War of the Rebellion: Serial 095 Page 0759 Chapter LVIII. THE APPOMATTOX CAMPAIGN.

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Smyth) coming up they were repulsed. The division here received eighteen abandoned guns and about 500 Enfield rifles. They afterward advanced to Farmville, meeting with considerable resistance, during which a portion of the skirmish line was captured. During the skirmishing Brigadier-General Smyth, commanding Third Brigade, was mortally wounded. From Farmville we pursued the enemy in a northeasterly direction, on the Cumberland Court-House road, but were subsequently ordered to join the rest of the corps.

On the 8th of April we advanced, without incident, to a point some eight miles west of New Store. On the 9th hostilities were terminated by the surrender of the enemy.

I have the honor to be, colonel, very respectfully, your obedient servant,

FRANCIS C. BARLOW,

Brevet Major-General Volunteers, Commanding Division.

Lieutenant Colonel C. A. WHITTIER,

Assistant Adjutant-General, Second Army Corps.

Numbers 55. Reports of Colonel William A. Olmsted, Fifty-ninth New York Infantry, commanding First Brigade.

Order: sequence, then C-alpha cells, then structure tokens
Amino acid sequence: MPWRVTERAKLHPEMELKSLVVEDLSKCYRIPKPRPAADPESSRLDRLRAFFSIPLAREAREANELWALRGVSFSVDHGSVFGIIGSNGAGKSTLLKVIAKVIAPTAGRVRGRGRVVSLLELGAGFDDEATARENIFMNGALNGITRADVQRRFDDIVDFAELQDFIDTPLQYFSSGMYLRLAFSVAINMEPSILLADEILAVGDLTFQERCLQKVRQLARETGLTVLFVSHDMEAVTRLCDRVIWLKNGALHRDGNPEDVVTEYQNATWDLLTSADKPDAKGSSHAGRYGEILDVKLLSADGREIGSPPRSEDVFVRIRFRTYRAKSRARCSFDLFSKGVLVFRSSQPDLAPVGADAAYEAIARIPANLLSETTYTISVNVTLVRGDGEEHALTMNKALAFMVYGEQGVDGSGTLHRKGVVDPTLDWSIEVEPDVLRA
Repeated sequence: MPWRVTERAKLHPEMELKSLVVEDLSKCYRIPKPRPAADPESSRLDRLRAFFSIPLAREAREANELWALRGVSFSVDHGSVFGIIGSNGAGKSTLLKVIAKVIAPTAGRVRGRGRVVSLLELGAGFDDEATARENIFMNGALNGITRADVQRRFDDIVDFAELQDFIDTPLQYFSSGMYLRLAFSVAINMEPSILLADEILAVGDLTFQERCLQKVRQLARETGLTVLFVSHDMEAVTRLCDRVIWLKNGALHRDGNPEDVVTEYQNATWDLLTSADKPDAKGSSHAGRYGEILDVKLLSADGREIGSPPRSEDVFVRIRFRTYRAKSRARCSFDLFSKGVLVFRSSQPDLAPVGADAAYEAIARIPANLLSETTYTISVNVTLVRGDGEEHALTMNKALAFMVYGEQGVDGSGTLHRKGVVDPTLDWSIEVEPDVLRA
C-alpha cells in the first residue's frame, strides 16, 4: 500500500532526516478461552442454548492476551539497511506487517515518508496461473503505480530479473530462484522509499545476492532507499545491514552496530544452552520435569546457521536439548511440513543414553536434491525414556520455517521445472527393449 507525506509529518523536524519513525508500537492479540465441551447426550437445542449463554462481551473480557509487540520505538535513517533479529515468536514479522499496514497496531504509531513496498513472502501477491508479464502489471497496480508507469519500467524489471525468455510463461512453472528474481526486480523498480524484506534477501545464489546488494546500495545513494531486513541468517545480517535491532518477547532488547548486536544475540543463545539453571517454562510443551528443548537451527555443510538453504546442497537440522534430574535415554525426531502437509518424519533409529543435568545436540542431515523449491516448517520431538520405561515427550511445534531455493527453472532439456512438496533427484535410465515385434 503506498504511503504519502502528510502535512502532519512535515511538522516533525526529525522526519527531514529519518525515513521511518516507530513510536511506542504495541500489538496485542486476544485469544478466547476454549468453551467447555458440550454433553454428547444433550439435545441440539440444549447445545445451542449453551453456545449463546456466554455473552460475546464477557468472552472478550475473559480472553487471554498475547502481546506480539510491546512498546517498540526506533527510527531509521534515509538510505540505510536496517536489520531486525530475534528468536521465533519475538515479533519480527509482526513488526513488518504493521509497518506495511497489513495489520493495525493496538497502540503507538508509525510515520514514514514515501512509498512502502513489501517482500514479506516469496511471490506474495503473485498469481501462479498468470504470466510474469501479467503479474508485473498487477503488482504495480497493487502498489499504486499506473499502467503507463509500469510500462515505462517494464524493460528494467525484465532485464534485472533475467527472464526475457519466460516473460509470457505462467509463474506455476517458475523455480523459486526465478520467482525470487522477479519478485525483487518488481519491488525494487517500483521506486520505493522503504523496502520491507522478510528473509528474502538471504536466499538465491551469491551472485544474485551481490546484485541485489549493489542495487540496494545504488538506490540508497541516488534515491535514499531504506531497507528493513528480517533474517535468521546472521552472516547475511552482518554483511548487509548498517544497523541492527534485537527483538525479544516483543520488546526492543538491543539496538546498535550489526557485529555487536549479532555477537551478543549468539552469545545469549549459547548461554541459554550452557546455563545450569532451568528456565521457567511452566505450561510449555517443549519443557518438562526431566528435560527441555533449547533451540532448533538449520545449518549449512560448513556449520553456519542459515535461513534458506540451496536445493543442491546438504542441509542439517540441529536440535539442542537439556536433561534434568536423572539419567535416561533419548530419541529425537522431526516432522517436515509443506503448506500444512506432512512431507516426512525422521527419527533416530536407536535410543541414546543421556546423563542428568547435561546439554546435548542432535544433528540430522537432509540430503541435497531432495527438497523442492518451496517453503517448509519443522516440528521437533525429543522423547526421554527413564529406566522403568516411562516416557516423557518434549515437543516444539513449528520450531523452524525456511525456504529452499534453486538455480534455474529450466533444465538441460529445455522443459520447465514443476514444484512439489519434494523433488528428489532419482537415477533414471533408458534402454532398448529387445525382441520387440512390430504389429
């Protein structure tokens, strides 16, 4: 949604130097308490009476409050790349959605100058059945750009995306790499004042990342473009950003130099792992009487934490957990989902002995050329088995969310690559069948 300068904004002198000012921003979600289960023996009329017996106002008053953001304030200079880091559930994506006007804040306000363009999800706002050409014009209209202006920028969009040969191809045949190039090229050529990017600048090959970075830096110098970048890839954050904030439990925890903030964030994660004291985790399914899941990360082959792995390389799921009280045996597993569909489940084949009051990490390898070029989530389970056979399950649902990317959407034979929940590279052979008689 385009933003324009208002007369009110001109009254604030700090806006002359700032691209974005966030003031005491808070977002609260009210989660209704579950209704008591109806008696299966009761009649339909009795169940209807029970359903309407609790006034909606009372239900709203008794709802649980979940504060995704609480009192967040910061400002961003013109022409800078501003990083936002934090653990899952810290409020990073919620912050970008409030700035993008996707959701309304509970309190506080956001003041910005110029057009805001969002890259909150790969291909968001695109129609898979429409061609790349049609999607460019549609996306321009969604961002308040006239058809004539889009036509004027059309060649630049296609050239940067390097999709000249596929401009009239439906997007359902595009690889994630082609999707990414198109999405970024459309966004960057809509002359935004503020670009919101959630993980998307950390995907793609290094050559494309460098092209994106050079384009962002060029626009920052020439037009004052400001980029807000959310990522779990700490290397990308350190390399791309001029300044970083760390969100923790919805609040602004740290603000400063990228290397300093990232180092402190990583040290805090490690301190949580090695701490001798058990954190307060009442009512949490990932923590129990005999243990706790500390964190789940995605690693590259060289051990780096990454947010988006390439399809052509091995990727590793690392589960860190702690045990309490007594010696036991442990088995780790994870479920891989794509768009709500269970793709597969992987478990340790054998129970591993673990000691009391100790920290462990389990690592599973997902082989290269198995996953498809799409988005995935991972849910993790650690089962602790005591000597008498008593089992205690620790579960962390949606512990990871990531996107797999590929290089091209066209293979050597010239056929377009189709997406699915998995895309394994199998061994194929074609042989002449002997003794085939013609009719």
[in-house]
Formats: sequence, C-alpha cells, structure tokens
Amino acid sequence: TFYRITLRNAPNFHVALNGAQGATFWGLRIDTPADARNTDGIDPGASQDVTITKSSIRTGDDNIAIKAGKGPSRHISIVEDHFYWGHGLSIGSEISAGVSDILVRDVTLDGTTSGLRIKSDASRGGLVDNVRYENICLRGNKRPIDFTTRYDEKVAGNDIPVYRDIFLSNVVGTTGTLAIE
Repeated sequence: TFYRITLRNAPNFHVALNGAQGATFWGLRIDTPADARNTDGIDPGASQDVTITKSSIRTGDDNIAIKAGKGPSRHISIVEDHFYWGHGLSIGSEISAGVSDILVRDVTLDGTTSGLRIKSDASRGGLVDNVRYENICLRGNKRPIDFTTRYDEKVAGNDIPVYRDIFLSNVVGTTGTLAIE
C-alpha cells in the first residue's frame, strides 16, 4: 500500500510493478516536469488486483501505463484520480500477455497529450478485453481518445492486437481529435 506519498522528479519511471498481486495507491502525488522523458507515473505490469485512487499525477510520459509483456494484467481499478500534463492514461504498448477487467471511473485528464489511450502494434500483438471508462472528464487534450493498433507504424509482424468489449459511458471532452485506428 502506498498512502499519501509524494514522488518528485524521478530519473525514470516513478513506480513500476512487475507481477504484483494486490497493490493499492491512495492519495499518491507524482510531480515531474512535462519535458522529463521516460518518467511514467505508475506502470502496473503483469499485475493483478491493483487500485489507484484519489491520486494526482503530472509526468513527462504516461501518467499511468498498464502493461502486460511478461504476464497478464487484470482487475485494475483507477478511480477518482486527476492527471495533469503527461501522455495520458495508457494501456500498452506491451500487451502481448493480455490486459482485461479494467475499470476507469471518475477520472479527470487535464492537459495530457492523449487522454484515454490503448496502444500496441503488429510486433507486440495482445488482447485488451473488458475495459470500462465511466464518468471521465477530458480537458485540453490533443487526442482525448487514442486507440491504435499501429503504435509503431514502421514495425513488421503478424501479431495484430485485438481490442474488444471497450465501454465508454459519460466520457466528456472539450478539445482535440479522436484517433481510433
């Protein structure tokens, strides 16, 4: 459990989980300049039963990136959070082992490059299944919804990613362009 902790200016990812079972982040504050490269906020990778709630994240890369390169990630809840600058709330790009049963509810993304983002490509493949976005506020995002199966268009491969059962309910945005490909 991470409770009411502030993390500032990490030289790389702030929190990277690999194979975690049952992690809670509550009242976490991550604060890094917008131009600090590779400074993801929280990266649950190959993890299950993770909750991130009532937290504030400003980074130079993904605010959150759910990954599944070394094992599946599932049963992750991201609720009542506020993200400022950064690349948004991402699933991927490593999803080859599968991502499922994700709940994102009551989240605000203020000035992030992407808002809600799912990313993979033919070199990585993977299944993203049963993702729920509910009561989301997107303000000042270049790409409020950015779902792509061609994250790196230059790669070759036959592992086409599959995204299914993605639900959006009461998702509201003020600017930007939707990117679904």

HEADQUARTERS FIRST BRIGADE,

April 10, 1865.

SIR: In compliance with orders received from headquarters Second Division, Second Army Corps, General Hays commanding, I moved the brigade, following the Second Brigade, and moved from camp by the left flank, down the Vaughan road, through the picket-line, over Hatcher's Run. A line of battle was formed by the Third and Second Brigades, leaving this brigade in reserve. The Seventh Michigan was temporarily detached to the Third Brigade. At 2 p. m. I was ordered to make a reconnaissance toward Dabney's Mill and capture a fort supposed to be there - the Nineteenth Maine, commanded by Colonel Starbird, supported by the Fifty-ninth New York Veteran Volunteers, commanded by Captain Ludgate, and the One hundred and fifty-second New York Volunteers, commanded by Major Curtiss. We advanced and took Dabney's Mill. The brigade was then advance to the old line of the enemy's breast-works and bivouacked for the night. March 30, at 7 a. m. the command, with the rest of the division, advanced and carried the enemy's works at Hatcher's Run and at the Crow house; took up our position on the left of the Second Brigade and relieved Pierce's brigade, Third Division; threw out the Nineteenth Maine as skirmishers, supported by the One hundred and eighty and eighty-fourth Pennsylvania Volunteers and Thirty-sixth Wisconsin Volunteers, to find out the position of the enemy's works in our front. The One hundred and fifty-second New York was sent to support the Third Brigade on their left. The brigade advanced for about three quarters of a mile through heavy slashing of woods; found the enemy in position, with a fort in supporting range; this was mounted with one gun with works forming the angle over the extreme right of the main line of works of the enemy running from Petersburg. March 31, remained in same position, and at 4 p. m. we marched to the left and reported to Third Division, General Mott commanding; deployed the brigade in a thin line to occupy the works of Pierce's brigade.